The evening includes solo music sets by Zak Sally and Mark Pickerel. Zak was a founding member of alternative music legends Low and continues solo music endeavors while publishing great comics with Fantagraphics as well as producing exquisitely crafted small press projects on his own La Mano 21 imprint. This event will mark the debut of his ambitious Kim Deitch File portfolio project, among other recent La Mano offerings. Zak will be joined by Fantagraphics friend Mark Pickerel, who began his musical career with the highly acclaimed Screaming Trees and now fronts Mark Pickerel and His Praying Hands, in addition to being the proprietor of Seattle pop culture emporium Damaged Goods.
An exhibition of comix art curated by Jason T. Miles and Max Clotfelter, in association with Friends of the Nib, features promising emerging cartoonists. together with masters of the medium. "Medieval Thinkers" includes original works by Peter Bagge, Bruce Bickford, D. J. Bryant, Chris Cilla, Max Clotfelter, Eleanor Davis, Kim Deitch, Heidi Estey, Kelly Froh, Justin Green, Gerald Jablonski, Megan Kelso, Jason T. Miles, Nate Neal, Bob Rini, Zak Sally, Dash Shaw, Matt Tamaru, Drew Weing, Jim Woodring, Mary Woodring, Max Woodring, Martine Workman, and Chris Wright. According to Friends of the Nib co-curator Miles, "Many of these artists work with antiquated materials most commonly associated with 19th and 20th century cartooning, specifically the metal dip pen or crowquill pen nibs, although use of these tools was not a requisite for inclusion. What brings these artists together is an imagist approach to picture-making and a willful ignorance of the aesthetics, fashion, and politics of the fine art industry. Medieval thinkers organize their experience by executing lessons in perspective, balance, humor and alchemy."
All this plus screaming deals on comix, celebrity guests, holiday libations, demented Christmas platters spun by DJ Russ Fallout, and a few surprises makes Fantagraphics Bookstore & Gallery's 4th anniversary party the place to be on Saturday, December 11. This event coincides with the colorful holiday version of the Georgetown Art Attack with amazing visual and performing arts presentations throughout the historic arts community.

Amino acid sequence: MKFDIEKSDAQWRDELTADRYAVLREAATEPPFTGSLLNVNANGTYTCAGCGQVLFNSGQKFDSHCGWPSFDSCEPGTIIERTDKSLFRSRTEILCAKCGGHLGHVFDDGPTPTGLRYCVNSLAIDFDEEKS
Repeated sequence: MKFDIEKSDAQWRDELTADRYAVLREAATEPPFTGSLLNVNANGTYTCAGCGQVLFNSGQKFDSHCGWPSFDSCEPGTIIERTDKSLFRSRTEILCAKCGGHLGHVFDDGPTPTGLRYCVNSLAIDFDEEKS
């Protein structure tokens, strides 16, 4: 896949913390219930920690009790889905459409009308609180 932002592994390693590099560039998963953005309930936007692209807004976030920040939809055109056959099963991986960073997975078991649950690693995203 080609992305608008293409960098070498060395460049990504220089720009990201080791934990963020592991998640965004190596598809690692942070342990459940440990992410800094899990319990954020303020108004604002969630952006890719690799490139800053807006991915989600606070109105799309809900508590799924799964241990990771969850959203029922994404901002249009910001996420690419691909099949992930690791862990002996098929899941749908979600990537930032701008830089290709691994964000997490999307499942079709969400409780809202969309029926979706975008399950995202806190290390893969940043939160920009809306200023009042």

Fantagraphics Bookstore & Gallery's 4th Anniversary Celebration
Saturday, December 11, 6:00 to 9:00 PM
Medieval Thinkers original comix exhibition featuring
Exhibition continues through February 8, 2011.
Fantagraphics Bookstore & Gallery
Mark your social calendars in indelible ink! Saturday, December 11 marks the 4th anniversary of the fabulous Fantagraphics Bookstore & Gallery. To celebrate this auspicious occasion we're once again hosting the season's most festive party featuring amazing music, comix, art, and more!
The evening includes solo music sets by Zak Sally and Mark Pickerel. Zak was a founding member of alternative music legends Low and continues solo music endeavors while publishing great comics with Fantagraphics as well as producing exquisitely crafted small press projects on his own La Mano imprint. He will be joined by Fantagraphics friend Mark Pickerel who began his musical career with the highly acclaimed Screaming Trees and now fronts Mark Pickerel and His Praying Hands, in addition to being the proprietor of Seattle pop culture emporium Damaged Goods.
An awesome exhibition of comix art curated by Jason T. Miles and Max Clotfelter, in association with Friends of the Nib, features prominent living legends and emerging cartoonists. "Medieval Thinkers" includes original works by Peter Bagge, Bruce Bickford, D. J. Bryant, Chris Cilla, Max Clotfelter, Eleanor Davis, Kim Deitch, Heidi Estey, Kelly Froh, Justin Green, Gerald Jablonski, Megan Kelso, Jason T. Miles, Nate Neal, Bob Rini, Zak Sally, Dash Shaw, Matt Tamaru, Drew Weing, Jim Woodring, Mary Woodring, Max Woodring, Martine Workman, and Chris Wright. Toldja it was awesome.
All this plus screaming deals on comix, celebrity guests, holiday libations, demented Christmas platters spun by DJ Russ Fallout, and a few surprises makes Fantagraphics Bookstore & Gallery's 4th anniversary party the place to be on Saturday, December 11. See you all then.
This video by Jim Woodring has been declared a winner in a contest held by Boing Boing — to divulge the nature of the contest would spoil the video, so watch it first and then click over to find out about the contest. Looks like there was a pretty sweet prize too — congrats Jim!
And over at his Woodring Monitor blog Jim shows off a small "home use" handle for his in-progress giant pen project, along with the "before" picture of the raw wood with the lathe pattern drawn on it.
Weathercraft has made Publishers Weekly's unranked top-100 Best Books of 2010 list in the Comics category. PW calls the book "A disturbing fantasy of struggle from comics' premiere surrealist as the piglike Manhog endures the sufferings of Job from the cruel Whim." Hurrah!